How Muscles Get Stronger When You Lift Weights

The physiological changes that occur in the body when partaking in a bodybuilding regime fascinate me. I’ve studied it at length, and I love hearing different opinions and trains of thought when it comes to almost every aspect from muscle growth to muscle loss and everything else you can possibly imagine.

It’s a given we associate ‘big muscles’ with strength. In fact, I think it goes deeper than simply nurture, i.e. being told big is strong, etc. I think to an extent it’s almost sheer natural instinct.

But what makes a guy who’s big and well-muscled stronger than the next guy? And why are some guys who are smaller, sometimes stronger than guys who are bigger?

First let’s look at the most obvious and common explanation: When a person lifts weights, their muscles are torn down…and, in a bid to not have the muscles torn down next time during the same activity, the body builds the muscles bigger – but since you increase you weight or reps or intensity, the muscles continue to grow in an attempt to adapt.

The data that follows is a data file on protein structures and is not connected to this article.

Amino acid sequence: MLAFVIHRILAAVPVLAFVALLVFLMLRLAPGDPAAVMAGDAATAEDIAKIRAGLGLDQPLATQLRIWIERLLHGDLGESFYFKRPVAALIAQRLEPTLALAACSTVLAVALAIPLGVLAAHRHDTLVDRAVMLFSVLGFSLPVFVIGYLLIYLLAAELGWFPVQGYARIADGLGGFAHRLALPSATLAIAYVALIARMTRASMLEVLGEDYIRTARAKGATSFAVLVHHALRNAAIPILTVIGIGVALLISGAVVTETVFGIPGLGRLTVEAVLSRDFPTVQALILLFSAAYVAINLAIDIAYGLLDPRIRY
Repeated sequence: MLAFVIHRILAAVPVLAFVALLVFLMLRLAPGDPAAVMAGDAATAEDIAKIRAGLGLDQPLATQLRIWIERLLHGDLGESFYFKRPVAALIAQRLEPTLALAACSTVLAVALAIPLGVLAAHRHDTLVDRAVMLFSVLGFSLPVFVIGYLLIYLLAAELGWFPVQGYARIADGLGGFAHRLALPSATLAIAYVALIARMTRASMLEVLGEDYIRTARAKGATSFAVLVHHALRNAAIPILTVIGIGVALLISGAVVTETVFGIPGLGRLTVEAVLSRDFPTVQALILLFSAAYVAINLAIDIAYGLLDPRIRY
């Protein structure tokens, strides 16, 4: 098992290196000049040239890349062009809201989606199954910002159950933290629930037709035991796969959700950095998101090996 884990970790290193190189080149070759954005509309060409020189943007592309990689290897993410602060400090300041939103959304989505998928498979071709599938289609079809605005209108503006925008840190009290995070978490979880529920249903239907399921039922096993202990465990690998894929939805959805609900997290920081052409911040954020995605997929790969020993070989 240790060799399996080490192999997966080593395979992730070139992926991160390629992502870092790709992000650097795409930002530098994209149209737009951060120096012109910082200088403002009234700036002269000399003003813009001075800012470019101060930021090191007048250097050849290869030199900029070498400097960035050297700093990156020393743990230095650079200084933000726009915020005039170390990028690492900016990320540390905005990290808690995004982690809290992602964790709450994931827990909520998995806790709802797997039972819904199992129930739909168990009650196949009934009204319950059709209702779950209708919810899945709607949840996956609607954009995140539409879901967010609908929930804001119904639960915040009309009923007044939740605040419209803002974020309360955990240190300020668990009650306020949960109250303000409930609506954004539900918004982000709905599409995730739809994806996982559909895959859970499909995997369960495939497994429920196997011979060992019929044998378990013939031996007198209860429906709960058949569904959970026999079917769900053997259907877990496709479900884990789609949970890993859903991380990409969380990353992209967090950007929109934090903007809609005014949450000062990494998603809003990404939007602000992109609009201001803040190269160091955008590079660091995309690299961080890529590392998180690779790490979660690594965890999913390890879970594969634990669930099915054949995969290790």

The theory on growth from weight lifting, thus strength increase, comes down to two: hyperplasia and hypertrophy. Hyperplasia is when muscle fibres actually multiply, so there are more of them, and inevitably giving the muscle a bigger appearance. Hypertrophy is when muscle fibres grow in size, thus gain strength; also giving the outward appearance of bigger muscles.

Now, both of the aforementioned would definitely result in increased muscle strength. It’s common sense. But, there is another theory which I firmly believe to be true, which doesn’t necessary require increased size for increased strength, and I call it muscle control.

The thinking is, at any one time you can only recruit so many muscle fibres to perform a lift. This can happen because you simply haven’t developed the nervous pathways in your muscles in order to give them the power to contract optimally, thus generating maximal force. By building up muscle control (by flexing regularly, and squeezing your muscles at the top of each rep) you build these pathways and increase blood flow, thus building strength.

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